DAVID GREENE, HOST:
As the U.S. draws down forces from Afghanistan, it is leaving behind a desperately poor country, and it's been made even poorer by this pandemic. The United Nations estimates that three-quarters of all Afghans are food insecure and going hungry. The situation for children under 5 is dire. Almost half are chronically malnourished and need nutritional support. NPR's Diaa Hadid has more from Kabul.
DIAA HADID, BYLINE: Shaista is tricking her eight children. They're home, and she's boiling a pot of water on their wood-burning stove. But she's told them she's cooking dinner.
SHAISTA: (Through interpreter) I tell them, wait for your father - he's coming. Then they fall asleep. I cry at night thinking of how I can't feed them.
HADID: Shaista says she's only got God to turn to.
SHAISTA: (Through interpreter) God is kind. Maybe he will find a way for us.
HADID: Life has always been hard, but this year was the hardest. Shaista's husband was injured in an accident. Her oldest son, 15, began selling firewood. But there weren't many customers because the pandemic hit and Kabul shut down for weeks in the spring.
SHAISTA: (Through interpreter) Corona made everything worse.
MELANIE GALVIN: COVID has actually really accelerated a very difficult situation to begin with.
HADID: Melanie Galvin is the chief of nutrition in Afghanistan for UNICEF.
GALVIN: We have a huge number of children that are wasted. It's synonymous with starvation.
HADID: Some end up at the Indira Gandhi Hospital in Kabul. Outside, women in burqas clutch their swaddled babies as they wait to see a doctor. Inside, there's a department just for malnourished kids who've developed other complications.
(SOUNDBITE OF CHILD CRYING)
HADID: Haji Rizva is here with her granddaughter. Parvana's 18 months old. She keeps vomiting. But she's too weak to move on her cot, so the vomit dribbles down her neck and into her tattered tracksuit.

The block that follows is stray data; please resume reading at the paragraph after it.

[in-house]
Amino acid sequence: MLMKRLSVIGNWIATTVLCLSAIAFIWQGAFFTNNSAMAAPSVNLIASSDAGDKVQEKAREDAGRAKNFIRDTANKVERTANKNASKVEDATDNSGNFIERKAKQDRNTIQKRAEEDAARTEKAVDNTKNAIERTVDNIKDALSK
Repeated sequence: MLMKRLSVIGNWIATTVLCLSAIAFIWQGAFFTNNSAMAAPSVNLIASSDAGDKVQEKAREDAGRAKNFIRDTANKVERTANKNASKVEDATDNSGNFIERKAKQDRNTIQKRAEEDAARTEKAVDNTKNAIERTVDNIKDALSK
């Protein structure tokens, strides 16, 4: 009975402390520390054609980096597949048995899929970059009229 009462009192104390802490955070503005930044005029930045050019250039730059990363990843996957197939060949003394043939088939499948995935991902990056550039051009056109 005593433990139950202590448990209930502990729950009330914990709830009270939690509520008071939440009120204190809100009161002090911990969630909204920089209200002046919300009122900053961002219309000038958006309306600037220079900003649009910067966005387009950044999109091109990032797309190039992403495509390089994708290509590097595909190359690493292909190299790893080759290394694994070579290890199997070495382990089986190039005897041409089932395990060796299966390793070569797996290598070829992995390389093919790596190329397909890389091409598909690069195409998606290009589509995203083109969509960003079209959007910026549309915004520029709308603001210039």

HAJI RIZVA: (Through interpreter) We didn't have enough to feed her. Sometimes we only have tea for two or three days. We don't even have bread.
HADID: Haji Rizva says money's scarce because her sons can't find work. To get to hospital, she had to borrow $8 for the taxi. That's a huge sum. Scenes like this are jarring considering how much the U.S. spent on the war in Afghanistan - some $2 trillion, according to one study. Most of that spending was military related, but billions were shelled out on development. So why are Afghans starving?
HEATHER BARR: It's a million-dollar question, isn't it? Actually, it's a many-million-dollar question.
HADID: Heather Barr is from Human Rights Watch. She says for years, corruption sapped funds. Diplomats kept rotating in and out. They and the aid workers who were supposed to oversee the assistance largely stayed in their compounds for security reasons.
BARR: The cumulative effect of all that is - it's pretty disastrous, you know? We have a country which has still got some of the worst development indicators in the world, after an extraordinary amount of money being spent.
HADID: Barr and aid workers say things have gotten more organized, although the international community is donating less. With the funding it does expect to get, UNICEF believes it will be able to treat a third of the children who need urgent help. This is Heather Barr again.
BARR: The international community is largely done with Afghanistan.
HADID: And that includes America.
BARR: There's just no realistic expectation that the U.S. is going to remain interested in Afghanistan, ready to continue bankrolling Afghanistan's deeply financially dependent government.
HADID: Already, kids like Parvana, who are lucky enough to be treated, face an uncertain future.
RIZVA: (Non-English language spoken).
HADID: Her grandmother says, when they go back home, Parvana will eat what the family eats. Often, that's nothing at all.
Diaa Hadid, NPR News, Kabul.
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